Don’t be distracted by $$$

Cautionary advice for startups.

Jay Kalansooriya
2 min readFeb 21, 2023

Recently I read about a European bootstrapped startup that rejected $250,000 seed funding.

The reason they rejected the offer was that in return for that measly sum of money, the founders had to give up all the intellectual property rights, slave away at ungodly hours (weird, right?), get micromanaged at every step along the way, and on top of that, spend the money however the incubator wanted (not how the founders saw fit).

They weren't even offered any type of mentoring, which I might say is the most valuable aspect of the deal.

Now, even a child knows that this is a very bad deal. It’s practically slavery.

Veteran negotiators might say that this is an extreme case of start high and negotiate your way down.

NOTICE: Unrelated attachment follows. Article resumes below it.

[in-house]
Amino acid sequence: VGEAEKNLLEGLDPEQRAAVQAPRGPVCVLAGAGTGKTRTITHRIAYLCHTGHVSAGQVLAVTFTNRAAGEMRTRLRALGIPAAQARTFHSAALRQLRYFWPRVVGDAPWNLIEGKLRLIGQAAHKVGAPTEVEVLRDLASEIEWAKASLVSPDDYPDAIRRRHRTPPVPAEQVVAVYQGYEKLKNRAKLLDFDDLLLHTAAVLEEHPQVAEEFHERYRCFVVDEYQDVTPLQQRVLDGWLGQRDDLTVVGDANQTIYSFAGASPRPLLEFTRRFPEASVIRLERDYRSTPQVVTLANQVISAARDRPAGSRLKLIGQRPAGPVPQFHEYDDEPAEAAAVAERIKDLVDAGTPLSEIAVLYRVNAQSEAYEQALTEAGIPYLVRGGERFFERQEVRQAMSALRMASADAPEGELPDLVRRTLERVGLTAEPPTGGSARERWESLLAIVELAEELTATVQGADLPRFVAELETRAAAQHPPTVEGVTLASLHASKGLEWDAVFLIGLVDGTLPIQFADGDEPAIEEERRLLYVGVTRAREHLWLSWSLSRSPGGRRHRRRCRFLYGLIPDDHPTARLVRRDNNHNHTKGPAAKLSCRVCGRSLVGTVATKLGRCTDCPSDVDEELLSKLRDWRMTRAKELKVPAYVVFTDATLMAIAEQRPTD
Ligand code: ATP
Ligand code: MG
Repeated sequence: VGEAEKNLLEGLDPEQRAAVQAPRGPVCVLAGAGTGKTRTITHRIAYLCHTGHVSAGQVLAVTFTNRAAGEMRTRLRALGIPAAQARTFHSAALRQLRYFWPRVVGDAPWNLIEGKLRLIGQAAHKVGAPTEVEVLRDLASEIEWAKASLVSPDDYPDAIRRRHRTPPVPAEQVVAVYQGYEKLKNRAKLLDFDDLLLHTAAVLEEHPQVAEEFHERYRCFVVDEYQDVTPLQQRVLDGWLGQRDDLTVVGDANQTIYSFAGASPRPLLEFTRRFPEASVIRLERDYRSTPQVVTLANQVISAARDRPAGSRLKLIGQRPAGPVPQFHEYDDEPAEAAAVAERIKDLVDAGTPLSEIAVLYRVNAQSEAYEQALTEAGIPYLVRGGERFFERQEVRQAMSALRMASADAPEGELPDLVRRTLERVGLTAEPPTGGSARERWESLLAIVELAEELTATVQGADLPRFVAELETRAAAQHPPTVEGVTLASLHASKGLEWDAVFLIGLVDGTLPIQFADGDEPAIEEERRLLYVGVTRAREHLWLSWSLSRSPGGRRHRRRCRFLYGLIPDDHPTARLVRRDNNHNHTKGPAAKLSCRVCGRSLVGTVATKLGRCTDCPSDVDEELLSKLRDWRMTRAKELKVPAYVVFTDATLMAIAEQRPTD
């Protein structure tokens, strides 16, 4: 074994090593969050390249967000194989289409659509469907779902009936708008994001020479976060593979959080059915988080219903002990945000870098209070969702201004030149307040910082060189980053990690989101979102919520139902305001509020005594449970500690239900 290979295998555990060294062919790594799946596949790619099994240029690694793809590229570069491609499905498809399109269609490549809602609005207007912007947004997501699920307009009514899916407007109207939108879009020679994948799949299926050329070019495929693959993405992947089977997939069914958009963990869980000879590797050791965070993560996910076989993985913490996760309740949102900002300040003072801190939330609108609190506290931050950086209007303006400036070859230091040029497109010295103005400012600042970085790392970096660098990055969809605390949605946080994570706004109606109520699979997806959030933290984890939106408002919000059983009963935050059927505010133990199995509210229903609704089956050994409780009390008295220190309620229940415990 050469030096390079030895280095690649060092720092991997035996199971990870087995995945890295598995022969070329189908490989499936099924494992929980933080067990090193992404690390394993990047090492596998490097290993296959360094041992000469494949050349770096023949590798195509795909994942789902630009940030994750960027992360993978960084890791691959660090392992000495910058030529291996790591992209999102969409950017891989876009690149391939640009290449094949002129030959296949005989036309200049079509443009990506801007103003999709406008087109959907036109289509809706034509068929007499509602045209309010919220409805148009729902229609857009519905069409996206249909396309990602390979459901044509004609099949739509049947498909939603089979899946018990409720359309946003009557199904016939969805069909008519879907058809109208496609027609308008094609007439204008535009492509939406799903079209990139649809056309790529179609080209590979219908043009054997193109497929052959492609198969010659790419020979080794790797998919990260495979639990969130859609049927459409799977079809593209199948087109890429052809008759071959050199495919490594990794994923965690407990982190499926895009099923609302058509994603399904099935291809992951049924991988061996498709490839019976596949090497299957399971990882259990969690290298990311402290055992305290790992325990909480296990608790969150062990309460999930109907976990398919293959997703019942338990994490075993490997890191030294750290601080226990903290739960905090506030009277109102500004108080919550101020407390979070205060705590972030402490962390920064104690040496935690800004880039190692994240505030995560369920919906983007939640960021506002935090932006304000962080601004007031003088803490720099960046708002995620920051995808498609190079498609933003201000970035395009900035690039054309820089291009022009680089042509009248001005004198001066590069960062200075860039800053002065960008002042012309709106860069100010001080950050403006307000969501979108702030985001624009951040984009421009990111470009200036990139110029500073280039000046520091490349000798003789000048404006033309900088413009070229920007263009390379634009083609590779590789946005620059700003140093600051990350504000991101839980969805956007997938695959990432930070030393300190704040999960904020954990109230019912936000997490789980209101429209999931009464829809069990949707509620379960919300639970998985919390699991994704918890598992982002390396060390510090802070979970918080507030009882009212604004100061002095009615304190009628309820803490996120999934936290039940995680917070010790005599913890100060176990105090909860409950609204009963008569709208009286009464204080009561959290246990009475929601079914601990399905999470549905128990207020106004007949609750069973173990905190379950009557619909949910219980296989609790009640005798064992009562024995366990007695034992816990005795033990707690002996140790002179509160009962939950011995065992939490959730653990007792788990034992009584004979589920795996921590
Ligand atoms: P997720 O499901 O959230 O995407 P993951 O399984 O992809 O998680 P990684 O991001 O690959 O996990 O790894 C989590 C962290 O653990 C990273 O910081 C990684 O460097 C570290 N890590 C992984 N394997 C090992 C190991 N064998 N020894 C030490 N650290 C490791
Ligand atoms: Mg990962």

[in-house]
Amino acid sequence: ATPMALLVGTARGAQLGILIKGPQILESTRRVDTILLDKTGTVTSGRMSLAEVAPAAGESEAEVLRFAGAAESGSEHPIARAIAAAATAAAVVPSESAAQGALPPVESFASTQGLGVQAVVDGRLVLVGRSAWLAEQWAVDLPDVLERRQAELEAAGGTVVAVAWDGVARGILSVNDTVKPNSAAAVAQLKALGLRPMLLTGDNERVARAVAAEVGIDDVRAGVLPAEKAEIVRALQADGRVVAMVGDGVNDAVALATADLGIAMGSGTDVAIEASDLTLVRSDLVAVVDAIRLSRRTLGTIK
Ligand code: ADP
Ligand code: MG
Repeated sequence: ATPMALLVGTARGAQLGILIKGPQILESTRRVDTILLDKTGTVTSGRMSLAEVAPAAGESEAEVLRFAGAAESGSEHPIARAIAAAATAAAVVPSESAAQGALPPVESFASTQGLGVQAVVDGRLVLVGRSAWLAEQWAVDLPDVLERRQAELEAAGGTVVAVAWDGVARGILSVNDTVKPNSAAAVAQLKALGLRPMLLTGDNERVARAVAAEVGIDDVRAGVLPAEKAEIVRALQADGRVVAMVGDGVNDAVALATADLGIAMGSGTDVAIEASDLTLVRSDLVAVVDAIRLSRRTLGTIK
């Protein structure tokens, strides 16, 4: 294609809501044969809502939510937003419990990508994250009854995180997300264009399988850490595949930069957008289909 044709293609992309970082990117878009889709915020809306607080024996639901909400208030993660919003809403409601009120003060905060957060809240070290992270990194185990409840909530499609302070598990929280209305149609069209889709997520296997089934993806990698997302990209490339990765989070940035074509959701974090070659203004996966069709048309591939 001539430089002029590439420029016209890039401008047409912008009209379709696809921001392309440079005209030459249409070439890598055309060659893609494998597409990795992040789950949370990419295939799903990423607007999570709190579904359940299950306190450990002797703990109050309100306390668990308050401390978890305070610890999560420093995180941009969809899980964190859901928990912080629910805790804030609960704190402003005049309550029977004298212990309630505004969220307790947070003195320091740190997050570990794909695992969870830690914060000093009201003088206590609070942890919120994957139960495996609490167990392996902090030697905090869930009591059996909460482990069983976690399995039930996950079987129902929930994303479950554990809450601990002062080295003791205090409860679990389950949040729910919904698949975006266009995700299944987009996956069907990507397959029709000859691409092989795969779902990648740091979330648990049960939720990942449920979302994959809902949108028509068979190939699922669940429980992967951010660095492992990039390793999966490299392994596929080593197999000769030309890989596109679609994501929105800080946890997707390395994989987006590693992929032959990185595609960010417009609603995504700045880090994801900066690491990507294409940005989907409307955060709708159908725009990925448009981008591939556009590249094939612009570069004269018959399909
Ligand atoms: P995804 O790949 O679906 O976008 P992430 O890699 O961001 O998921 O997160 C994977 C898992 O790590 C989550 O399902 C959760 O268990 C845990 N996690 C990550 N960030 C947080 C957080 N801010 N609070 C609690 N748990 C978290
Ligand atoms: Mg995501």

But even taken individually, each of these conditions are pretty one-sided.

Nobody should accept any one of these terms. Not. A. Single. One.

But we see startups accept these type of deals all the time. Most of them go down after a couple of years of barely surviving.

Not really surprised.

I’ve even been contacted by some desperate founders who didn't want to see their legacy die off before it's even had a chance to breathe. But I had to tell them that no amount of growth hacking can undo the damage that’s being actively caused by their own people.

When are founders going to realize that they don’t need the VCs and angel (succubus) investors?

The internet is full of stories of bootstrappers making it big time (or even not-big-but-decent-time). All of them have one thing in common.

They're happy AF, that they didn't sell out to greedy VCs and the likes of them.

So if you're in the process of building your startups (bootstrapped or funded) be careful when you have an ‘angel’ trying to give you money. Always read the fine print.

Remember, there are no free lunches in VC world. (Pretty sad but true nonetheless)

Till next time.


PS: In my world, free lunches do exist. I've been a bootstrapper, and I’ve worked with them. I know how hard it is to develop a startup in a highly competitive market.

If you have any questions, just post a comment, and I’ll answer them to the best of my ability.